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Where's that Olympic Truce?

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Last week, I wrote a piece in the Georgia Straight about the war in Afghanistan and the 2010 Olympic Games in Vancouver:

"The 1980 Summer Olympics in Moscow were boycotted in protest of the Soviet Union’s invasion and occupation of Afghanistan. Then–U.S. president Jimmy Carter announced the boycott in February 1980, and Canada and dozens of other countries soon followed suit ... Thirty years later, it is the United States, Canada, and the other NATO countries that are occupying Afghanistan. Instead of a boycott, the Vancouver 2010 Olympics are being used to promote militarism in general and Canada’s role in the occupation of Afghanistan in particular."

It's now fair to speculate that the Games have been used even more cynically -- as cover for a massive new NATO offensive in Afghanistan that has already claimed many Afghan civilians' lives. Operation Moshtarak, with Canadian Forces participation, was launched in the southern province of Helmand on Feb. 12, the day of the Opening Ceremonies in Vancouver. And it has already taken its toll on Afghans, as reported in the Globe and Mail:

"In two days, coalition troops have killed as many as 20 civilians in five separate incidents in two Afghanistan provinces. Three men were shot and killed after being individually mistaken for insurgents; five men were killed in an air strike on Monday after Canadian-commanded troops erroneously thought they were planting bombs; and as many as 12 civilians were killed in a high-profile rocket attack a day earlier, the details of which remained unclear amid varying accounts yesterday."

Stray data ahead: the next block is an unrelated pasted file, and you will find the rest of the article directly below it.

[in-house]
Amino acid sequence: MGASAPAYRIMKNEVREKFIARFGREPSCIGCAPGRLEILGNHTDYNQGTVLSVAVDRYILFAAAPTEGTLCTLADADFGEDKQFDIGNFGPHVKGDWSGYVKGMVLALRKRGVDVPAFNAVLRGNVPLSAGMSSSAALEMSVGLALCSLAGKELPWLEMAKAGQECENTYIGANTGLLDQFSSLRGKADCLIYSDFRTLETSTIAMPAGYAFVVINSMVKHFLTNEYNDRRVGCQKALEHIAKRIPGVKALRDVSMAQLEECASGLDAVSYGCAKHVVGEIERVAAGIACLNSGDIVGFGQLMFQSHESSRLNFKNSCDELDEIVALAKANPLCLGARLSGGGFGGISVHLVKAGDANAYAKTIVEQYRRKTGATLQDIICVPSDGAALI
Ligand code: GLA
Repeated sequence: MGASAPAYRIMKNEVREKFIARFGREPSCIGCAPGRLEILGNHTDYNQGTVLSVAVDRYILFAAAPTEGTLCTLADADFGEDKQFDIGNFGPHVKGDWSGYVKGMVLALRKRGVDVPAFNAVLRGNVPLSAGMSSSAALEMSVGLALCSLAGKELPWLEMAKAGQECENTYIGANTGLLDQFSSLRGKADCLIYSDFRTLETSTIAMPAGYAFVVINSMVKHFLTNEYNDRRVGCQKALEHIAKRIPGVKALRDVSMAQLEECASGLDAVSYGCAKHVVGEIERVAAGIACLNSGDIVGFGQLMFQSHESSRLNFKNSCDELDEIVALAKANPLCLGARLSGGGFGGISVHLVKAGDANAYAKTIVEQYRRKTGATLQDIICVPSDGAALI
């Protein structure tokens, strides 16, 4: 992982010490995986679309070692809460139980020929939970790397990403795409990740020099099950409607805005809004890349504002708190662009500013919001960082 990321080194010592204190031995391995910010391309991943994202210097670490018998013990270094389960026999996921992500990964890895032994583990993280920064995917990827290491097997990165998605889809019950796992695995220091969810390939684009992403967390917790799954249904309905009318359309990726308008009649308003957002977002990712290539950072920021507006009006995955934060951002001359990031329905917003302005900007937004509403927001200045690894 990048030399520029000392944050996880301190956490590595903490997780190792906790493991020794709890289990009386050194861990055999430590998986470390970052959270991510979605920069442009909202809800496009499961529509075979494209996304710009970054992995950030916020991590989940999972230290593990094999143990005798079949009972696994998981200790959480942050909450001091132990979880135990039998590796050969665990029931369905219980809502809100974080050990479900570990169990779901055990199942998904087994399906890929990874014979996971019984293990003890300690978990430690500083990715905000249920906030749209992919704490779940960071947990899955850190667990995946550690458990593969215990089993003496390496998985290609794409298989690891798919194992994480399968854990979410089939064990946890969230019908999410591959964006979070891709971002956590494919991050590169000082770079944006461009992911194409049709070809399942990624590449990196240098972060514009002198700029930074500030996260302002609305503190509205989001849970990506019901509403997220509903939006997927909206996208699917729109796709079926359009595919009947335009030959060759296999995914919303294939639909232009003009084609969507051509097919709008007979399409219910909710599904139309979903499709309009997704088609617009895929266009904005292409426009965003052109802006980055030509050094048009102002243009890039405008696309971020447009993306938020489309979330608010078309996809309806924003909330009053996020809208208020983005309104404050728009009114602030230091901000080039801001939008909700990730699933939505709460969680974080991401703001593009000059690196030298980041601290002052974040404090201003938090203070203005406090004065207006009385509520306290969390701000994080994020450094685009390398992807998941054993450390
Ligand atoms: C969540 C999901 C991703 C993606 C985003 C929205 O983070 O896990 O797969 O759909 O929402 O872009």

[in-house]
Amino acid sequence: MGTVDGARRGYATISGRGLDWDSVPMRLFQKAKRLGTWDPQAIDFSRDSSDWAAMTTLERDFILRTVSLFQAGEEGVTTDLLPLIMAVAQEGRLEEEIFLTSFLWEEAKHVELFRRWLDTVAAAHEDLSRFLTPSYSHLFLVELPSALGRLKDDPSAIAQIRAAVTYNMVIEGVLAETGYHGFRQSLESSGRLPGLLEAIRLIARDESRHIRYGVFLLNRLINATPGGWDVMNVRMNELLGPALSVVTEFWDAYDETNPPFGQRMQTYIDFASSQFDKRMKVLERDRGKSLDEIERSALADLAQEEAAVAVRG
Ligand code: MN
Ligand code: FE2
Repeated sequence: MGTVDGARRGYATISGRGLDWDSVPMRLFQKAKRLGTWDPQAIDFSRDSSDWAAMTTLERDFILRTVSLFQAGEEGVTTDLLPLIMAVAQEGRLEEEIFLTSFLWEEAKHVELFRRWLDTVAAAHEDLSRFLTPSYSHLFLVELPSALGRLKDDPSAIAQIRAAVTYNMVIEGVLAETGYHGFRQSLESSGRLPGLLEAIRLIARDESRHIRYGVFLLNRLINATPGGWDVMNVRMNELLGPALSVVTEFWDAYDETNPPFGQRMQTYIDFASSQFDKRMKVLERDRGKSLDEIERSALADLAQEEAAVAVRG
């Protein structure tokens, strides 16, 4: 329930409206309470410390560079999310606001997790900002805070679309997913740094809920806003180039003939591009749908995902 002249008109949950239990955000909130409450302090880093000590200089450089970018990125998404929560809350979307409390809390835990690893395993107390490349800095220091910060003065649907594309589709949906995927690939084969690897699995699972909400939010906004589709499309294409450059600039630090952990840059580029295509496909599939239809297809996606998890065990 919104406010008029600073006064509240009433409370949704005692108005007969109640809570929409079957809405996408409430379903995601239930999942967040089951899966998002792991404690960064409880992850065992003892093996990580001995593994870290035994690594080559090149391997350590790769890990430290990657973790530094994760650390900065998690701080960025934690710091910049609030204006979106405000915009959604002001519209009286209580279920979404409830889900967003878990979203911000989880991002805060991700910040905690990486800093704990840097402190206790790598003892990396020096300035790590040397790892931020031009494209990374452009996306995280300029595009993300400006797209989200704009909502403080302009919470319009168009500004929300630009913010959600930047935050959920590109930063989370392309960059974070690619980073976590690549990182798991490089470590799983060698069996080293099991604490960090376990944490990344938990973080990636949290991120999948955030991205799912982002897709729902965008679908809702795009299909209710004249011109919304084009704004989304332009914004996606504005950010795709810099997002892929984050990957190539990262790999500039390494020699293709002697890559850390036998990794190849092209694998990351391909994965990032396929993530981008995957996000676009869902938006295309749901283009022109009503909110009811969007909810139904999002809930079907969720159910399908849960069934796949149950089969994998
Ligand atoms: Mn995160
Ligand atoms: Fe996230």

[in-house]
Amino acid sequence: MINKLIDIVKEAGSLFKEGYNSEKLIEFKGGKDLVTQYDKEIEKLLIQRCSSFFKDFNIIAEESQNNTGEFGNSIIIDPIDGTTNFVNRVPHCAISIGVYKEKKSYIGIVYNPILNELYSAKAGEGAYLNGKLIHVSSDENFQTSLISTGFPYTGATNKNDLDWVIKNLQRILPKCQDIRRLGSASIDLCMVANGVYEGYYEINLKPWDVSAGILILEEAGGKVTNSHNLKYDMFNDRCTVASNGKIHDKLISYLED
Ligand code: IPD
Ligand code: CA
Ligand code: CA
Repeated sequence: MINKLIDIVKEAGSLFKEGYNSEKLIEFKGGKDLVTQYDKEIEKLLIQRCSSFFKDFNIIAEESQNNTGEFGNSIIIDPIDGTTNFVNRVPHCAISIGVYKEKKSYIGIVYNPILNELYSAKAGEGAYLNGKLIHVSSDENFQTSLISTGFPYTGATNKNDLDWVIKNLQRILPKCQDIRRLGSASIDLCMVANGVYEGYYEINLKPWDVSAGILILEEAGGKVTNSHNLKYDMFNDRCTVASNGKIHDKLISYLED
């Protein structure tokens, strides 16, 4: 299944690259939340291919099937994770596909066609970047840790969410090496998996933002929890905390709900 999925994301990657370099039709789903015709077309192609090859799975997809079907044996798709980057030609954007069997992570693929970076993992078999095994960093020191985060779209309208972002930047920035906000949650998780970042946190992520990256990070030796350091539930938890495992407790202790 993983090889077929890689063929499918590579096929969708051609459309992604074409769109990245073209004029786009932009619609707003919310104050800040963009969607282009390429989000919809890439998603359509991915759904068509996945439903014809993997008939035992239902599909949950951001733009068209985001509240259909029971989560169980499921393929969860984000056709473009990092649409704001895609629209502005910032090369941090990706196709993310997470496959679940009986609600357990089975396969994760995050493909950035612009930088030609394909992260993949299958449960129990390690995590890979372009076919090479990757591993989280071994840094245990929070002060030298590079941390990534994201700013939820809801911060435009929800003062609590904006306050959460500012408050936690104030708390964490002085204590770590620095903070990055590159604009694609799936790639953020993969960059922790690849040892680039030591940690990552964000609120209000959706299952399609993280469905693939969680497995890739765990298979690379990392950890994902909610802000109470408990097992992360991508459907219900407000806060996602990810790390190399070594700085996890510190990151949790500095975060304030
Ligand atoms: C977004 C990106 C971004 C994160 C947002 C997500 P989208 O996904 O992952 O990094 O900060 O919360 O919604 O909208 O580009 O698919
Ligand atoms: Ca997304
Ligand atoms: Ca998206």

This military offensive in Afghanistan, the largest in nine years of war, makes a complete mockery of the commitment to a so-called "Olympic Truce" made by the Vancouver Olympic Committee (VANOC) and the Canadian government. John Furlong, VANOC's CEO, said this from the rostrum of the United Nations in October 2009:

"The Games are an opportunity for all of us to uphold sport as an inspirational means to promote a culture of peace among nations and people everywhere ... Just like every athlete is held to account on the playing field where the values of respect, fair play and inclusion must prevail, we urge all UN member states to observe these values individually and collectively as we welcome the world to the Vancouver 2010 Olympic and Paralympic Winter Games in February and March 2010.”  

Following Furlong's speech, Canada and the 191 other UN member states passed, by consensus, a resolution to uphold the values expressed by the Olympic Truce movement. Like so many beautiful words on paper in this world of inequality backed by the might of empire, the Olympic Truce is meaningless. Or worse. It has been used, together with the spectacle of the Games, to deceive and distract from the state violence being perpretrated by the host country, among others, in occupied Afghanistan.

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